EL PASO COUNTY, Colo. — Following the discovery of nearly 200 bodies inside the Return to Nature Funeral Home in Penrose, many Coloradans were shocked to learn funeral directors do not have to be licensed in the state. Legislators are looking to change that this session, and the Department of Regulatory Agencies (DORA) agrees with the need for change.
The El Paso County coroner believes with intensified scrutiny from the public on what happens after death, there is also momentum to change the coroner system in Colorado.
“The person who is legally charged with investigating deaths is an elected position in nearly every county. That person is known as the coroner," explained El Paso County Coroner and Chief Medical Examiner Dr. Leon Kelly. “But in Colorado, to be the coroner doesn't require any meaningful qualifications... Now the Return to Nature and the coroner system are not the exact same issue. But in the same sense, it highlights what happens when people die. It's the thing that most of us don't want to think about until it happens to you and someone you love. And then it's all you can think about, right? It's an easy thing to push out of our minds, to not deal with for 150 years, until something really bad happens. And that's what we saw with Return to Nature.”
Kelly said essentially, someone running for a coroner position in Colorado must be 18 years old, a registered voter, a high school graduate, and have no felony offenses on their record.
“If you are elected coroner, and someone dies that requires an autopsy, that coroner can't perform that autopsy. That's the practice of medicine. And so, they require a forensic pathologist, also known as a medical examiner. That person is a physician who's specially trained in forensic sciences as well as doing autopsies, who has the appropriate training and the skills to essentially figure out the how and the why people die in much of the country," said Kelly. “Legislators have decided throughout time that the person in charge of investigating deaths and figuring out how and why people die should be a medical examiner, should be a physician. Colorado is one of the few states that hasn't transitioned to that system, still has the old elected coroner system, and more importantly, has not made any attempt to — really, since the beginning of the state — to update or modernize the requirements for the person who is in charge of investigating those deaths.”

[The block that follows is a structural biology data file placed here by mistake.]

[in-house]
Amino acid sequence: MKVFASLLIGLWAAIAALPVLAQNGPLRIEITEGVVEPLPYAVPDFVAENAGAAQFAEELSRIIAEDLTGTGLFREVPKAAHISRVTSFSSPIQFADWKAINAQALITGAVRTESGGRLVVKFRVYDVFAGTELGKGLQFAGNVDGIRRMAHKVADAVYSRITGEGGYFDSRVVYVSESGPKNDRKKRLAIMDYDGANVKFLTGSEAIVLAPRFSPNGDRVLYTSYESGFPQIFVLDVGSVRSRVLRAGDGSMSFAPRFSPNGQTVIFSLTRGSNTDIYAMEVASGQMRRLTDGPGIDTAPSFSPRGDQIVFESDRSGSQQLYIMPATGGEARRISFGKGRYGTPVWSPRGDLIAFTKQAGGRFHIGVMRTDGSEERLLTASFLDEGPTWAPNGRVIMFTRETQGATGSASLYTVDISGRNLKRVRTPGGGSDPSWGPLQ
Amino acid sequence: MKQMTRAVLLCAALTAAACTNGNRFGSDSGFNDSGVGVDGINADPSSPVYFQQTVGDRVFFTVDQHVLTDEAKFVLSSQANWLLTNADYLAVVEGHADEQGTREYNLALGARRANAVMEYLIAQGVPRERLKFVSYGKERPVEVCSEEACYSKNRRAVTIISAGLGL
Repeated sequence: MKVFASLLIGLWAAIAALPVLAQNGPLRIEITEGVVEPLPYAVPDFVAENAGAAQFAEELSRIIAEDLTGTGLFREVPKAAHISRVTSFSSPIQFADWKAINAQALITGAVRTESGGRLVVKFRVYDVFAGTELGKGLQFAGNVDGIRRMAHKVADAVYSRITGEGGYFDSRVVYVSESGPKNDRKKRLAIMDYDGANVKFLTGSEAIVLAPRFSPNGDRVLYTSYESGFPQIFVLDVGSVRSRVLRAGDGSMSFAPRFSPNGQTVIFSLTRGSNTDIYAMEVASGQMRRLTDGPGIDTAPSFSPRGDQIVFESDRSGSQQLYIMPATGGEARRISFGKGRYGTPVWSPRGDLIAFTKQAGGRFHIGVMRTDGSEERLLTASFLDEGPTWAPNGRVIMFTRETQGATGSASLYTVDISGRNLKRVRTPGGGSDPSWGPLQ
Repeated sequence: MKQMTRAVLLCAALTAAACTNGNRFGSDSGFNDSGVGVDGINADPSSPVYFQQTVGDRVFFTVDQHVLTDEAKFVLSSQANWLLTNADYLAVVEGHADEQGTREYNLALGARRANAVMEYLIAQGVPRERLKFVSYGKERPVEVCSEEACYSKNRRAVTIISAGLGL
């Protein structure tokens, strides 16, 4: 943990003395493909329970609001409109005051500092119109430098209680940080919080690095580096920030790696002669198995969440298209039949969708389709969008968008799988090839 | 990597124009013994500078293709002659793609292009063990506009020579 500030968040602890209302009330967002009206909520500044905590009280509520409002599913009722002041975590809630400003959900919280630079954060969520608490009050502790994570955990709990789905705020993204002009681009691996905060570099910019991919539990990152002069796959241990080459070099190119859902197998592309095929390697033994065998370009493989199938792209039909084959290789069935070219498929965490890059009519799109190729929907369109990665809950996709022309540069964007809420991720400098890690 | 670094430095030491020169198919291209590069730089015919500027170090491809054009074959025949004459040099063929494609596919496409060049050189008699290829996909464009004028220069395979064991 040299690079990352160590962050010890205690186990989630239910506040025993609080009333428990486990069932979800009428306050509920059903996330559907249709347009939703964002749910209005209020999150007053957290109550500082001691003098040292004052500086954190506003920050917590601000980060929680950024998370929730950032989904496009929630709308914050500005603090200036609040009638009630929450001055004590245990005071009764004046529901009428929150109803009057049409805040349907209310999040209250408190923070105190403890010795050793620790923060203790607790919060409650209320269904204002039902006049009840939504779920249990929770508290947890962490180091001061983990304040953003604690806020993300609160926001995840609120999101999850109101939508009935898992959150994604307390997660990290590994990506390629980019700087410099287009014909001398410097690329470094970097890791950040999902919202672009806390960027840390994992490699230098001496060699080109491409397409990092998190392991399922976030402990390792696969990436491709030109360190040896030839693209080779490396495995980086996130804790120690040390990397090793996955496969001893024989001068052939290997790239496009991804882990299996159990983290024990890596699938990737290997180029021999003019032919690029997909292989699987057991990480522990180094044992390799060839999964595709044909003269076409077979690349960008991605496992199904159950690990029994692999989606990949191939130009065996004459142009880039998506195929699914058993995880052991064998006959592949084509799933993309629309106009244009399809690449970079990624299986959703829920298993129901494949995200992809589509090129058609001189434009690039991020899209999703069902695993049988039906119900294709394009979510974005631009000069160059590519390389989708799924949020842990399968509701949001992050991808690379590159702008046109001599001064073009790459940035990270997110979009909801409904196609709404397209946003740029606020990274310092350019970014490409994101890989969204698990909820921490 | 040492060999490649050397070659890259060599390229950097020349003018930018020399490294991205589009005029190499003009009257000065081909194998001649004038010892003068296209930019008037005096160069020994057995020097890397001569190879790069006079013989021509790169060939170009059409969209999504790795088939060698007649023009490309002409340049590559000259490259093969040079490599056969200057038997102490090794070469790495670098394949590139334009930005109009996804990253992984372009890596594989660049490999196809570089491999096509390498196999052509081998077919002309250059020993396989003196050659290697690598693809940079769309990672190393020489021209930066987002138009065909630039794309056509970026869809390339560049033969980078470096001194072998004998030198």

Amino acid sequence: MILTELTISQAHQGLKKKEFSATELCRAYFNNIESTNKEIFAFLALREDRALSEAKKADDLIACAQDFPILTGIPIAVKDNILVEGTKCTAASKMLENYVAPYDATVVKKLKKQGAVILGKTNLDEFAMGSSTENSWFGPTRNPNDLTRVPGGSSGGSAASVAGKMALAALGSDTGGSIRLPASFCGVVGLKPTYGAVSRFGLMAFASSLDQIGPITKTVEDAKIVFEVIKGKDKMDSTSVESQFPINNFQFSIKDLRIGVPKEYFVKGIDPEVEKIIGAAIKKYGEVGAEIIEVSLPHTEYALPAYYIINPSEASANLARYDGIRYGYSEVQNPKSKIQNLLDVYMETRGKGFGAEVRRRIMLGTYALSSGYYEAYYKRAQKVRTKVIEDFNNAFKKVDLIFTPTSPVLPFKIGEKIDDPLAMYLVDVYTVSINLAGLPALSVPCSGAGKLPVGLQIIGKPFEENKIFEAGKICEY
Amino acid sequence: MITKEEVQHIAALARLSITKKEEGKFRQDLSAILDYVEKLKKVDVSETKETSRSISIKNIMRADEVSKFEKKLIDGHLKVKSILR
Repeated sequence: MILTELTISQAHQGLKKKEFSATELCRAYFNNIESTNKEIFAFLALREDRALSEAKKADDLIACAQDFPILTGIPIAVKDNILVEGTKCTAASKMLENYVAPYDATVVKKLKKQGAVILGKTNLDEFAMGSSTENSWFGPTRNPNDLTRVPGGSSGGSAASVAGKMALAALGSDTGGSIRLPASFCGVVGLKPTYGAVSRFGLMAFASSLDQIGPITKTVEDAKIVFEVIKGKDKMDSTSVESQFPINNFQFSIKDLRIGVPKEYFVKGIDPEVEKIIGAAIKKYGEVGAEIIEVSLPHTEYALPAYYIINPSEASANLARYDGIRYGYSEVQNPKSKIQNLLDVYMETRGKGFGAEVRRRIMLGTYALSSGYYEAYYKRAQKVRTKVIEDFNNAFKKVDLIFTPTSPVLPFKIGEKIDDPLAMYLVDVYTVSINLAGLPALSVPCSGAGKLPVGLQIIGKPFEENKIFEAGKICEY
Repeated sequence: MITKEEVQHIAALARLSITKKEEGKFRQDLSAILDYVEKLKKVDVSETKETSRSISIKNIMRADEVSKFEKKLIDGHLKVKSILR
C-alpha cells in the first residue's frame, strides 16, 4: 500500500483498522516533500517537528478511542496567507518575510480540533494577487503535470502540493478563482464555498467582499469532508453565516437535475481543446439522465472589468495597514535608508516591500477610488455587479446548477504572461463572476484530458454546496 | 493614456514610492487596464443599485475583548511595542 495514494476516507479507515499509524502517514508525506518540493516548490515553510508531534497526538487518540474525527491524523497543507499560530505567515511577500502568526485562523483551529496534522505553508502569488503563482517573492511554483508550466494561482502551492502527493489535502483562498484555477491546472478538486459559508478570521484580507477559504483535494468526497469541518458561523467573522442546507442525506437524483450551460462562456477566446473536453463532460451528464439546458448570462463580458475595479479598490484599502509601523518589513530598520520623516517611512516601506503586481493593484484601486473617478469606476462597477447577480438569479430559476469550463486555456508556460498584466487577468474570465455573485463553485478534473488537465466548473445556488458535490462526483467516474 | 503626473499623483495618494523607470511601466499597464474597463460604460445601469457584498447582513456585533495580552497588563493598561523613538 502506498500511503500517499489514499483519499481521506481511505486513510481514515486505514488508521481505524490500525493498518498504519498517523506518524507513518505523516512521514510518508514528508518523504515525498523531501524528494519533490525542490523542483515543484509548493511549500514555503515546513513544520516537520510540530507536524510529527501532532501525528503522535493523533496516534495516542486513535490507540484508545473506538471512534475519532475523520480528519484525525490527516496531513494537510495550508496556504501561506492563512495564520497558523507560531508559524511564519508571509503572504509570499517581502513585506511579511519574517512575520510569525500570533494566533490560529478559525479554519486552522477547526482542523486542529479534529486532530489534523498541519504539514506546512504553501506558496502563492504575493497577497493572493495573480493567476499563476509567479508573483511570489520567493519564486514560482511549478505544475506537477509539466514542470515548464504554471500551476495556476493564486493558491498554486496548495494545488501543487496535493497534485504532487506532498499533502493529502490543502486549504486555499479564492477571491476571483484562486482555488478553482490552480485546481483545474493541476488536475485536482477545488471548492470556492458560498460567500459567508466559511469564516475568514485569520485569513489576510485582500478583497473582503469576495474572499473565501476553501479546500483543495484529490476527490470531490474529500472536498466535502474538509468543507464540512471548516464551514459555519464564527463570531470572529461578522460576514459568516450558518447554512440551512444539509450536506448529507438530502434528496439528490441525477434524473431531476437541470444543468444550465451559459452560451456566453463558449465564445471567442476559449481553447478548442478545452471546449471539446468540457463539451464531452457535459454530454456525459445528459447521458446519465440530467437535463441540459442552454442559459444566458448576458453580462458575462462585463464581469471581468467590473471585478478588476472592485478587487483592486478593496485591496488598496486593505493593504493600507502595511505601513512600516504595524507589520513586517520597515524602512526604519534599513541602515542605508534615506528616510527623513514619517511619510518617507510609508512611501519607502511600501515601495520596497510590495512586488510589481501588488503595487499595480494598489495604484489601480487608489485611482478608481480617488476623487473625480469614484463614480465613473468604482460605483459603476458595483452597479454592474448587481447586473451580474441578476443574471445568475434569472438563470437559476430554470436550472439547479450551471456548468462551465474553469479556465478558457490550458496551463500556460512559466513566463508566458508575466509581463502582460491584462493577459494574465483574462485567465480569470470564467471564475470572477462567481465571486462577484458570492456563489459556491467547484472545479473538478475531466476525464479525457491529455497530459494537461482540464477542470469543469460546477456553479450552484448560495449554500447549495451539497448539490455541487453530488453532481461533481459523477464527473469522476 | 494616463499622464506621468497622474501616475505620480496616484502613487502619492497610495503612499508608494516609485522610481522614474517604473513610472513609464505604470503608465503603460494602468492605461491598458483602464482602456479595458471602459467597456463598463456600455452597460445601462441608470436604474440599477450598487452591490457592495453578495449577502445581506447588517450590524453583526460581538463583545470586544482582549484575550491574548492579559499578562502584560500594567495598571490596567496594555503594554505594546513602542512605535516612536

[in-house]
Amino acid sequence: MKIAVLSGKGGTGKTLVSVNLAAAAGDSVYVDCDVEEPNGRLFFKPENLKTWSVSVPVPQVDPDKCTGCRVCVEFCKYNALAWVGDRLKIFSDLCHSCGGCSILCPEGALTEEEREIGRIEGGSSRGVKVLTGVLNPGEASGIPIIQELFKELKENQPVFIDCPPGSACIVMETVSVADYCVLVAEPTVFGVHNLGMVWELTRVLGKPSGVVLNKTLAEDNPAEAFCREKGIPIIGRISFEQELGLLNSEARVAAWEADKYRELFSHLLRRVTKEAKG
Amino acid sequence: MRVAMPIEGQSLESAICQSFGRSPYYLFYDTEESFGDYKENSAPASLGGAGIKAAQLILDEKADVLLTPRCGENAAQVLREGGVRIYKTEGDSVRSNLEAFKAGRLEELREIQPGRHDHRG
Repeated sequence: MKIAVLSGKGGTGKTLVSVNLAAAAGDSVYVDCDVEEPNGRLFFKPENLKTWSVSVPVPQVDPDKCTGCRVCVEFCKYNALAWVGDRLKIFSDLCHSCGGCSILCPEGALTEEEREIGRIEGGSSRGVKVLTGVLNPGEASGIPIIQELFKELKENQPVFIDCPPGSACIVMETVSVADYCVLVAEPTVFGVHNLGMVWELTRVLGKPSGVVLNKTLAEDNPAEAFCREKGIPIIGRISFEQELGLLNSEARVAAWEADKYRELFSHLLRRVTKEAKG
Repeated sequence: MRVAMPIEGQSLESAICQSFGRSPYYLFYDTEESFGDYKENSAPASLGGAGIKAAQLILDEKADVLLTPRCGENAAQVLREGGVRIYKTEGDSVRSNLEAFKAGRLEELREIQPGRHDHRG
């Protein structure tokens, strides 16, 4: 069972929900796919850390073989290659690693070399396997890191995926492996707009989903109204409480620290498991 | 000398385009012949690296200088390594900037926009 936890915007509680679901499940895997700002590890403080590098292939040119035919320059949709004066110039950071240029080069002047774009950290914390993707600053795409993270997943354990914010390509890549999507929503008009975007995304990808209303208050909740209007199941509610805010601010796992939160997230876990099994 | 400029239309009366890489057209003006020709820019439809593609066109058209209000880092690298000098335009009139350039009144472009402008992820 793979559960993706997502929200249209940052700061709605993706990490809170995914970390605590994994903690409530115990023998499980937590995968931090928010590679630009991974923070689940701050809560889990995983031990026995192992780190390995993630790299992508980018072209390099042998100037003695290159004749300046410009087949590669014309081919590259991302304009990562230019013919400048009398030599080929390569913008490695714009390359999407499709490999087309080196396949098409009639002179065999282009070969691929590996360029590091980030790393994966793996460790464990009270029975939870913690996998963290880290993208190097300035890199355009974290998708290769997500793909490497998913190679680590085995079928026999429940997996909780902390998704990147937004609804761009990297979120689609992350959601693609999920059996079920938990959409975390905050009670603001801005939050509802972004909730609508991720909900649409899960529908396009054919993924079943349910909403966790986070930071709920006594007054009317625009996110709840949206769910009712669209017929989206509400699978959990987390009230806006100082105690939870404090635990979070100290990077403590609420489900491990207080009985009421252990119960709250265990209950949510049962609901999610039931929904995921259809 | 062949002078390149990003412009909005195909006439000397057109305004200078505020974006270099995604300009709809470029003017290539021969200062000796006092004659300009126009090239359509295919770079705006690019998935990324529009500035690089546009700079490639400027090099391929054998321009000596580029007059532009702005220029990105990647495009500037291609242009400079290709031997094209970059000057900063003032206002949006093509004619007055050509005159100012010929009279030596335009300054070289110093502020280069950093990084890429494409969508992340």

Kelly said the current system to elect coroners in Colorado, without any medical qualifications, is antiquated and outdated. At the same time, he said there are not enough medical examiners to provide the necessary care for the entire country given the number of deaths that occur.
“However, there are things that can be put in place that raise the standards of death investigation in Colorado to ensure to the citizens that when something terrible happens to them or somebody they love, that the person in charge of investigating it, in charge of figuring out how and why this person has died, actually has the qualifications and the skill to do it," said Kelly. “There is the ability, and now I think the will by the public and by some of our other elected officials, to really take a look at what happens when people die. How do we treat them and their families? How do we ensure that they are being cared for in a way that not only offers them dignity in the case of the funeral system but offers the answers and closure in the case of the coroner system?"